Industry Officials at PFF Event Discuss Need to Update US Comms Laws
WASHINGTON D.C. — The Progress & Freedom Foundation today released the transcript from its recent event, "What Should the Next Communications Act Look Like?" featuring the panel discussions of telecom industry veterans Link Hoewing of Verizon, Walter McCormick of US Telecom, Peter Pitsch of Intel, Ray Gifford of Wilkinson, Barker, Knauer, LLP, Michael Calabrese of the New America Foundation, and Barbara Esbin and Adam Thierer of PFF.
The well-attended event, held at the National Press Club on May 7th, covered the implications of the recent Comcast v. FCC court decision, the FCC's then pending "Net Neutrality" Notice of Proposed Rulemaking, as well as other developments which have led many in the policy community to call on Congress to update the Telecommunications Act of 1996.
Highlighted excerpts from the panel discussions include:
- Link Hoewing: "…[T]he statute that we're working under today, you have to torture it to try to do anything to make it work with the Internet ecosystem we have now. When you look at the old technologies that were essentially single-purpose—they were analog in most cases—it just doesn't work for the Internet. And in fact, if you look at the Congress's policy statement in 1996, section 230(b), it says that the Internet ought to be, essentially, unfettered by state and federal regulations. So they recognized that; they just didn't know where it was going to go. And so I think that's why… we need to have a new policy framework, ultimately."
- Walter McCormick: "The Internet is a convergence of all the prior forms of communications, and it's unclear what authority the FCC has. And as we all know, regulatory agencies, independent agencies that come under the jurisdiction of the Commerce committees, only exercise delegated, quasi-legislative power that's been specifically delegated by the Congress… The Chairman's having to do contortions to try and figure out whether or not he has authority to enter into a field that just simply did not exist upon the passage of prior acts."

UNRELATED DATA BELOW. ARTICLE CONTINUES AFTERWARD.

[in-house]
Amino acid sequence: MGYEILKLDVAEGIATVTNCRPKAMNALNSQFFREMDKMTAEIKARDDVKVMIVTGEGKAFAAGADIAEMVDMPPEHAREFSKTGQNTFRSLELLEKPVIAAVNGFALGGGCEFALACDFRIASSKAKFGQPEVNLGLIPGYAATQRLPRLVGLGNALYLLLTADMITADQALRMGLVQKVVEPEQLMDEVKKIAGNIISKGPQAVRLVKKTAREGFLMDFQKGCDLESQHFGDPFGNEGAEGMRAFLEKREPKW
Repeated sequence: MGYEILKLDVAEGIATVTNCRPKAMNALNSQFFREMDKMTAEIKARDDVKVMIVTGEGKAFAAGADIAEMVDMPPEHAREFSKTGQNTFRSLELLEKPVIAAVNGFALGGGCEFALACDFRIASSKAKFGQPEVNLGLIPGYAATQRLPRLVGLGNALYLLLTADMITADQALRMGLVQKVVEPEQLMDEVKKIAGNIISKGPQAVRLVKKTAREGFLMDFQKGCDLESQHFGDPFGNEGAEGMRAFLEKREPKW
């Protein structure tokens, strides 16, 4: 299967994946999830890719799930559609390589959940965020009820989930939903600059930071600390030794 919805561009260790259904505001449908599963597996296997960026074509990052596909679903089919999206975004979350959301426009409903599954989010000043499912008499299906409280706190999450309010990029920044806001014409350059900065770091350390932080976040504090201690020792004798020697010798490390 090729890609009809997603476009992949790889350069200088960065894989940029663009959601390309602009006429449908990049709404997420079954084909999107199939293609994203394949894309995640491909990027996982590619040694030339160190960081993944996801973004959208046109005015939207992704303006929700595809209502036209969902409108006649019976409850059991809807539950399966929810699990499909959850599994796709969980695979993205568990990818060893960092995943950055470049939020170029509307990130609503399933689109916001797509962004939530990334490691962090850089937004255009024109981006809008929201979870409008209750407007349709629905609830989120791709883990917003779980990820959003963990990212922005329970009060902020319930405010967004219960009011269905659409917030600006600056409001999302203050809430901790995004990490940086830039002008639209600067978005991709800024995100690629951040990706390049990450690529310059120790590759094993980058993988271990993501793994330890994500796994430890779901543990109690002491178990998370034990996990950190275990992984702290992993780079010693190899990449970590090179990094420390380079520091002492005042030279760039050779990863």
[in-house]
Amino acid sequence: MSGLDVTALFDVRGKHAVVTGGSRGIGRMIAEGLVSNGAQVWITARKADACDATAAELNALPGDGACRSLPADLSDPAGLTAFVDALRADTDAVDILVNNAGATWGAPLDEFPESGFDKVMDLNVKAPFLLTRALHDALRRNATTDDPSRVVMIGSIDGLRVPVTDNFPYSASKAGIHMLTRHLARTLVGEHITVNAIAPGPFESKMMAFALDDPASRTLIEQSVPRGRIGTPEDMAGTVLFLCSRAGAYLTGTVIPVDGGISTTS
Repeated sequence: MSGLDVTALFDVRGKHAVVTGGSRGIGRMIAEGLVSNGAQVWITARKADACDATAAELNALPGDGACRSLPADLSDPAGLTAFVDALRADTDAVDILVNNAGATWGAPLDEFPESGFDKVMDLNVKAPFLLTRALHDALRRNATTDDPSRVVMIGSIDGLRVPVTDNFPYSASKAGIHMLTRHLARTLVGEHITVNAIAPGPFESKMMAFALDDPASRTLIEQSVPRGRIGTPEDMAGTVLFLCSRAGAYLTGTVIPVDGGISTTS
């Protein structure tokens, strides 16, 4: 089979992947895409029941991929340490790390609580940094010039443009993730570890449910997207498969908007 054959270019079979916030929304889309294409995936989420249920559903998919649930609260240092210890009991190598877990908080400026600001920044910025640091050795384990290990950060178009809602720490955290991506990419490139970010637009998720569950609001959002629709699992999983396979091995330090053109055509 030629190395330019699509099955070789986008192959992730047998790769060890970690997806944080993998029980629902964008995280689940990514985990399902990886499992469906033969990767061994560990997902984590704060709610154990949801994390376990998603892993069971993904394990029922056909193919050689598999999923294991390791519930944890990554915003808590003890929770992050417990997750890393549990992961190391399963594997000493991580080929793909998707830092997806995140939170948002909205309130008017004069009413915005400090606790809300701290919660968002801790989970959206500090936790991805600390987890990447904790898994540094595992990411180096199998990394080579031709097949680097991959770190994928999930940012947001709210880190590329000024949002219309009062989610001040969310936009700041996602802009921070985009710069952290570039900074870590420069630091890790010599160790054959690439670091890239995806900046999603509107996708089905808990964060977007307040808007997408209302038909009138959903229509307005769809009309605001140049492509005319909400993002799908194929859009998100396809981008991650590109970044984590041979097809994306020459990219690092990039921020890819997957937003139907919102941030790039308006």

- Peter Pitsch: "…I do think there is a problem in the spectrum space. The services we all have are wonderful, and the industry has done a great job. But anyone who's been following the growth of data and the problems that are arising with the use of smart phones realizes that there is going to be a tremendous increase in demand. And if we don't get spectrum, and do other things, but if we don't get additional spectrum, there is going to be a big problem."
- Barbara Esbin: "…[T]he wireless model was held up as the ideal light regulatory framework and that is because Congress permitted the FCC to deregulate the rates of commercial mobile radio service providers and that is the key difference today. There is no act of Congress permitting the FCC to implement its Third Way. Now the wireless model might be a great basis for the next act in terms of how much regulation do you need in a competitive marketplace, but it's hard to use that analogy today because of the lack of legislative authority."
- Ray Gifford: "…[Y]ou can criticize [the FCC] from any number of directions, but what's the most remarkable thing to me… is the essential lawlessness of the place…It's a criticism to be sure, but it's not meant to be that laden with judgment. It doesn't follow procedures and protocols that normal, regular institutions would if industry and consumers were going to rely on it. It follows a much more political rhythm. And what you see coming out of the FCC are, so often, political documents. Which is why they have a record in front of the courts that the Detroit Lions have."
- Michael Calabrese: "The next Communications Act needs to make a clear distinction between the Internet and its on and off ramps. Congress should reaffirm it will not regulate the Internet and yet apply equally certain basic common carrier consumer protections to all facility based providers of last-mile Internet access."
The transcript of the event can be obtained here. Please contact Mike Wendy at email@example.com for more information.
The Progress & Freedom Foundation is a market-oriented think tank that studies the digital revolution and its implications for public policy. It is a 501(c)(3) research & educational organization.